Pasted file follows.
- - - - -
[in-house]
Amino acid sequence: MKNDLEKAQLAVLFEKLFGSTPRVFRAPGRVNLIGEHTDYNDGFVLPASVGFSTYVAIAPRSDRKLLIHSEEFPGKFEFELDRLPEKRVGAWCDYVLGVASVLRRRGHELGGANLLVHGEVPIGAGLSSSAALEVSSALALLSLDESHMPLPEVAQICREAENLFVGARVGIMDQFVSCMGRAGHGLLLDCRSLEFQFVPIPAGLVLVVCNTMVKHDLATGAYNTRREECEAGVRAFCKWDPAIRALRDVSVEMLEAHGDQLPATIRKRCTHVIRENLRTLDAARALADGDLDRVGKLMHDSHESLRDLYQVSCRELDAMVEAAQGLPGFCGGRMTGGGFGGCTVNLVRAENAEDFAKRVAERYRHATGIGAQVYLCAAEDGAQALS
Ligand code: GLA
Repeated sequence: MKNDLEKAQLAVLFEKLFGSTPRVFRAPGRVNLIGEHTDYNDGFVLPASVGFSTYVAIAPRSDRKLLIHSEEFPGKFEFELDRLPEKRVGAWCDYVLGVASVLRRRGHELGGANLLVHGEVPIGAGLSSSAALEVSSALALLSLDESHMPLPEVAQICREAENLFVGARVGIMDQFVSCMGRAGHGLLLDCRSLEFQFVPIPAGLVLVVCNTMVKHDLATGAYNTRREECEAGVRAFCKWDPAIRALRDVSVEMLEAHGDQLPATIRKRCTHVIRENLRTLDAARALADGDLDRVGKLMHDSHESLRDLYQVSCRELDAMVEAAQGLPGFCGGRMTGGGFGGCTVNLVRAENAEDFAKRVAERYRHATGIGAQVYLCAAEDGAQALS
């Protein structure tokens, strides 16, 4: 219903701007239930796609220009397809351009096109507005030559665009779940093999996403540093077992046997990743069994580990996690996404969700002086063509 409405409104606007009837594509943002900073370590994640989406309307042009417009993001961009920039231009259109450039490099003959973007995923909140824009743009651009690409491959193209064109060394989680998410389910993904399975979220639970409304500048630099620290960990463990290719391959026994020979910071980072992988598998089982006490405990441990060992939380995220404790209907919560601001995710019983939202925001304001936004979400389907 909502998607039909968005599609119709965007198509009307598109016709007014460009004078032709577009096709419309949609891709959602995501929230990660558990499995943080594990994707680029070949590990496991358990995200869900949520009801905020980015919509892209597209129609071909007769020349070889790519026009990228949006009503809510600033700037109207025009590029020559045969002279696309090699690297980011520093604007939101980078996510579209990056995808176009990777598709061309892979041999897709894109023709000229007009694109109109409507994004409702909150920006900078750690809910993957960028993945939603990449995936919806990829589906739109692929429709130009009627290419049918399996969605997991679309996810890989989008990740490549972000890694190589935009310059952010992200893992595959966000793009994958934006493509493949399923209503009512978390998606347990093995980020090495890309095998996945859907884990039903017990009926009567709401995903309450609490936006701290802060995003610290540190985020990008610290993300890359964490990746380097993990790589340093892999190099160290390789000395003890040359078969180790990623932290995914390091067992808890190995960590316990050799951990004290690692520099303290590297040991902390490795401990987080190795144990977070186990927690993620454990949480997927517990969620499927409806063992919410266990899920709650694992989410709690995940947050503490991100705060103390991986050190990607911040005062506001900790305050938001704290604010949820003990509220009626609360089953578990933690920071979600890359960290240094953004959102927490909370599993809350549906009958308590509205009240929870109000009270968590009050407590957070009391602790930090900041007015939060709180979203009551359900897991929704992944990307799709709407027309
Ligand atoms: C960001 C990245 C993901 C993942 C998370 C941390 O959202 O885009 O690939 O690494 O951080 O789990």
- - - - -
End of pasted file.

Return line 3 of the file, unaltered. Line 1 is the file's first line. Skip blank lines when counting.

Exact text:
Ligand code: GLA